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Shorthanded Play

More fun, more play, more potential profit

by Barry Tanenbaum |  Published: Jun 15, 2011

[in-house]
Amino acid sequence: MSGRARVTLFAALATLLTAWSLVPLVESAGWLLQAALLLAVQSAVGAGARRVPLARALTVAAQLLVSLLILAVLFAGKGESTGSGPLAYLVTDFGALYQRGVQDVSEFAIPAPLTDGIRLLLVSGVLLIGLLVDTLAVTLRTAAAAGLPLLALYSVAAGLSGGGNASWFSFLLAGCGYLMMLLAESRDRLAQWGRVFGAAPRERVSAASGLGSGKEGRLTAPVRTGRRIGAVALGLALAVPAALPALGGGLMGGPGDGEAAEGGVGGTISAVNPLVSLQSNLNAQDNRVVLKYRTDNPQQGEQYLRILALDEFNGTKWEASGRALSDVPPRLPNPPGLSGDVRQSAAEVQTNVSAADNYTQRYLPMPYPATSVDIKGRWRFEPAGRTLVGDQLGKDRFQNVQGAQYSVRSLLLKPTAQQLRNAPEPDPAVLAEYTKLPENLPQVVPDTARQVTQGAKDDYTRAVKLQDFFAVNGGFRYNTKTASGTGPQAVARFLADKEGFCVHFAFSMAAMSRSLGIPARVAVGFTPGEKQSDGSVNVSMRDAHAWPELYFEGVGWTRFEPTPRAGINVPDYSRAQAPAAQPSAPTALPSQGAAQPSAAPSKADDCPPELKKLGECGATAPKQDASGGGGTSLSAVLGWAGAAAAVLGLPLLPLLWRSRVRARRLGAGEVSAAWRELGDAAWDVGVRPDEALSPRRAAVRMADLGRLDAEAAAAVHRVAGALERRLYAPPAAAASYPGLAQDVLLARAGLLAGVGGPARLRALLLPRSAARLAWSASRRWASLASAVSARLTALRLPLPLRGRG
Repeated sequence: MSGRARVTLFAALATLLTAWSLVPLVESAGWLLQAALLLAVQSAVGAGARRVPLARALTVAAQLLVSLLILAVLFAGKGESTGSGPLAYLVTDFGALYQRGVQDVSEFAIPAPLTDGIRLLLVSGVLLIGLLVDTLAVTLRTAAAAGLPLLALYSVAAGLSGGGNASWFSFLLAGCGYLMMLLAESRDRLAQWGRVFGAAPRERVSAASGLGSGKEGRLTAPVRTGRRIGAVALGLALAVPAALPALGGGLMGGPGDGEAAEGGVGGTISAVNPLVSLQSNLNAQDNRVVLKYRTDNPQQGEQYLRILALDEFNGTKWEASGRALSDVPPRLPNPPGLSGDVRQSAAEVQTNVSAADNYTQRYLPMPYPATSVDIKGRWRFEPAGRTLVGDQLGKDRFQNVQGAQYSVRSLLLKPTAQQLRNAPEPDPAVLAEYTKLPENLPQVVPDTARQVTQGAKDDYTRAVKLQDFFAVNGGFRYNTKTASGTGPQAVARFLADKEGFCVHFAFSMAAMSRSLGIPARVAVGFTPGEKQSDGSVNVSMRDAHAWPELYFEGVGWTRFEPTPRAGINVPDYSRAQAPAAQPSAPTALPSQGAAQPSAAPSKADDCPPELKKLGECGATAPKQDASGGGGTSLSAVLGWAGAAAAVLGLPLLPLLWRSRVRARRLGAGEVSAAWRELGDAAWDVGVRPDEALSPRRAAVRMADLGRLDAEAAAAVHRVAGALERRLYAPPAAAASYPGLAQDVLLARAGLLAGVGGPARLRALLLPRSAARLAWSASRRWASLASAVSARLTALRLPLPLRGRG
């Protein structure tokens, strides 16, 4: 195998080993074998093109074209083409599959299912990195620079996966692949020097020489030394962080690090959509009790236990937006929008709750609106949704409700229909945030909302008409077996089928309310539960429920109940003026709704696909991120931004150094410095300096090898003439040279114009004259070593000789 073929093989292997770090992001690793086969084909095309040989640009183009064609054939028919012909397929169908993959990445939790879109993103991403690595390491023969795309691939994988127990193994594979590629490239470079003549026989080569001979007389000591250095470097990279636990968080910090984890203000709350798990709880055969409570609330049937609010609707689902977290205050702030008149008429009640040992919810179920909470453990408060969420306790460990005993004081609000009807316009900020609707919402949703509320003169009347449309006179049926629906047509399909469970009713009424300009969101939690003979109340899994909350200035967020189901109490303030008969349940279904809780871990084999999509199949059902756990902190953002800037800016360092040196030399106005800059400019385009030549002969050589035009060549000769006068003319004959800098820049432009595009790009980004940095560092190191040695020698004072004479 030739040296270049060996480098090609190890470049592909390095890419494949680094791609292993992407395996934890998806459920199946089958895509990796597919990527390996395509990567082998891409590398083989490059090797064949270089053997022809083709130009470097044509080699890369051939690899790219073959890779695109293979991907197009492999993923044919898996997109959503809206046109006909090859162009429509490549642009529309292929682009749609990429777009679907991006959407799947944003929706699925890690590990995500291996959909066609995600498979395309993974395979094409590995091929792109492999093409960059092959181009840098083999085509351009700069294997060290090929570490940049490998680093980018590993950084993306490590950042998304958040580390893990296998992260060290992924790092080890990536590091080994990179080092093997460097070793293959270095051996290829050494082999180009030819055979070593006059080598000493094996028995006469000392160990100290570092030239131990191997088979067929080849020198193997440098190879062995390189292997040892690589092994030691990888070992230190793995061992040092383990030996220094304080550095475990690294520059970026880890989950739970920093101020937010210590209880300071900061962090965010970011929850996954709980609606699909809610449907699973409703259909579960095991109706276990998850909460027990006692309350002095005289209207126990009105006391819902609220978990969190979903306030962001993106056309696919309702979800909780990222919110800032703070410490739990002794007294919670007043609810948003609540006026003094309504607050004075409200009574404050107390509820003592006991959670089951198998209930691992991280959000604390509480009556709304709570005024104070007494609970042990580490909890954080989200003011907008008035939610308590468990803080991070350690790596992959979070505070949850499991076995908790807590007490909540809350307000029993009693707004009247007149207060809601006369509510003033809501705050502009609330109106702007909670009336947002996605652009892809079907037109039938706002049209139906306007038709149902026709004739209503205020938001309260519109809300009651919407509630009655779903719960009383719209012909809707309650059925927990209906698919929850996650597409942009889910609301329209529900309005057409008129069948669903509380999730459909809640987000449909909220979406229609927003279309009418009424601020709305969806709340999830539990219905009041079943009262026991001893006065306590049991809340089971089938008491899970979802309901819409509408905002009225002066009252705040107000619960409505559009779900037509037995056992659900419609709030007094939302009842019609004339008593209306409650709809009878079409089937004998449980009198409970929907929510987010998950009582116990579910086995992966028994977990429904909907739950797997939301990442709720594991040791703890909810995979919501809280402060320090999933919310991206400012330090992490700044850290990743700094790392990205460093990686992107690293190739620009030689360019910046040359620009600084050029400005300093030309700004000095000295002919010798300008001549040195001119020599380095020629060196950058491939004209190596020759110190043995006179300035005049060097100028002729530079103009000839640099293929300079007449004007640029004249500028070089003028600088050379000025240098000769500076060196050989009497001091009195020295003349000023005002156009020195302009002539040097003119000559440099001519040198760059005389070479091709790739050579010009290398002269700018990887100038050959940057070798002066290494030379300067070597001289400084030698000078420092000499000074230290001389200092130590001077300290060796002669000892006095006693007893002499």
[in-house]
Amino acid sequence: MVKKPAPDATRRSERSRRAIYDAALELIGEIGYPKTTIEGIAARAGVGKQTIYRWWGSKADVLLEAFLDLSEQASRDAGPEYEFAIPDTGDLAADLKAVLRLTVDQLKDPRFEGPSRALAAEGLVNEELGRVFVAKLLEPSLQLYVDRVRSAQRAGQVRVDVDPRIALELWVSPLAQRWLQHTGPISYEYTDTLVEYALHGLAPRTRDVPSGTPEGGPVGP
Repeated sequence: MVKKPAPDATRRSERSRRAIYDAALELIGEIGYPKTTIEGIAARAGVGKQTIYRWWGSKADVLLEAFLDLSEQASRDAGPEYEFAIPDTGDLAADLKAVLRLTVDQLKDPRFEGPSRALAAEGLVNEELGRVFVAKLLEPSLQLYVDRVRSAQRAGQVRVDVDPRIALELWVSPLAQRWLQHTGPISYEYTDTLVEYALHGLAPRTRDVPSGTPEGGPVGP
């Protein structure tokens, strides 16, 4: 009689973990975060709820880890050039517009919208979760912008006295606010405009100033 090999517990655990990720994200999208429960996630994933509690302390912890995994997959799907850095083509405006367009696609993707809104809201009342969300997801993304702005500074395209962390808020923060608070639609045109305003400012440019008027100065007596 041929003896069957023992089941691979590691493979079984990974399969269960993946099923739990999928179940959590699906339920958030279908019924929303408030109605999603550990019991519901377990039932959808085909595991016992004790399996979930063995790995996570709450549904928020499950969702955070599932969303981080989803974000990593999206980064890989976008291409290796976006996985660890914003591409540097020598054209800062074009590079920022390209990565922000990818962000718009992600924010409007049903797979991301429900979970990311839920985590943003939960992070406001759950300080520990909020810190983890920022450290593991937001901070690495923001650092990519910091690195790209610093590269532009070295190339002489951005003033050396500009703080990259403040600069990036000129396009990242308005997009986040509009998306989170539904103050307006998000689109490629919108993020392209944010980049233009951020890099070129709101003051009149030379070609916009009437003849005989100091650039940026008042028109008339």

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Many players dislike shorthanded play, which is a shame. Full-ring game limit play is certainly profitable against the right lineup, but it can also be fairly dull as you fold hand after hand. Of course, playing more hands in full games is more interesting, but it is a sure way to lose more in the long run. In shorthanded games, you get to play many more hands; not all of them, as some players believe, because a somewhat tight-aggressive game is still the key to long-term success. Your range may open up from, say, 15 percent-18 percent in a nine-handed game to 55 percent-65 percent in a five-handed game. (I discussed several principles of shorthanded play in the July 18, 2007, issue of Card Player, which is available at www.CardPlayer.com.) Playing more hands usually increases volatility, and your stack may routinely yo-yo far more than it would in a typical ...


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